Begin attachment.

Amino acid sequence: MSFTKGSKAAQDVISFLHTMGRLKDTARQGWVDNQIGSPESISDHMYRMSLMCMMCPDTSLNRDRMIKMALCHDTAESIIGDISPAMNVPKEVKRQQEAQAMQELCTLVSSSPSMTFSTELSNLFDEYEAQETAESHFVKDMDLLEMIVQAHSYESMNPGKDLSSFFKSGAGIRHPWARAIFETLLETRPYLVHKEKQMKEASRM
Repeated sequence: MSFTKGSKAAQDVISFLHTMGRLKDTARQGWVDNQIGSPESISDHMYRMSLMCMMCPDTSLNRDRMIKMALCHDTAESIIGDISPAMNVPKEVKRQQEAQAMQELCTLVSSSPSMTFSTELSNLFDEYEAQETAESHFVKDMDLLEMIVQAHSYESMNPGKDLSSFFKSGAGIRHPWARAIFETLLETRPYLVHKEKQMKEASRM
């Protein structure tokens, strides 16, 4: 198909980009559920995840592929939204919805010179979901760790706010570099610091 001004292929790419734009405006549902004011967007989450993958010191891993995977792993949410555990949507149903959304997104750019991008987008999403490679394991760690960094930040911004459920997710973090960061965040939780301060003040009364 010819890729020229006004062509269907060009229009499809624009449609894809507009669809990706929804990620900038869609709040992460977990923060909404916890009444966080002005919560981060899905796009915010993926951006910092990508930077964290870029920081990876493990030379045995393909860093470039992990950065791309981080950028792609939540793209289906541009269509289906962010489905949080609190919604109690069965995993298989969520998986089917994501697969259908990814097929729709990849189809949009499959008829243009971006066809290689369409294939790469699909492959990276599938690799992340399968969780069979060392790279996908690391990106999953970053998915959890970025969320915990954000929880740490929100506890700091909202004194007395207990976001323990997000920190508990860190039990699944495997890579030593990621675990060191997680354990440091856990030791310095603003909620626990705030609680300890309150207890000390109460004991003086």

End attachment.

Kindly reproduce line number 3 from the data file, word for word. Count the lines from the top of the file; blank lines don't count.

């Protein structure tokens, strides 16, 4: 198909980009559920995840592929939204919805010179979901760790706010570099610091 001004292929790419734009405006549902004011967007989450993958010191891993995977792993949410555990949507149903959304997104750019991008987008999403490679394991760690960094930040911004459920997710973090960061965040939780301060003040009364 010819890729020229006004062509269907060009229009499809624009449609894809507009669809990706929804990620900038869609709040992460977990923060909404916890009444966080002005919560981060899905796009915010993926951006910092990508930077964290870029920081990876493990030379045995393909860093470039992990950065791309981080950028792609939540793209289906541009269509289906962010489905949080609190919604109690069965995993298989969520998986089917994501697969259908990814097929729709990849189809949009499959008829243009971006066809290689369409294939790469699909492959990276599938690799992340399968969780069979060392790279996908690391990106999953970053998915959890970025969320915990954000929880740490929100506890700091909202004194007395207990976001323990997000920190508990860190039990699944495997890579030593990621675990060191997680354990440091856990030791310095603003909620626990705030609680300890309150207890000390109460004991003086």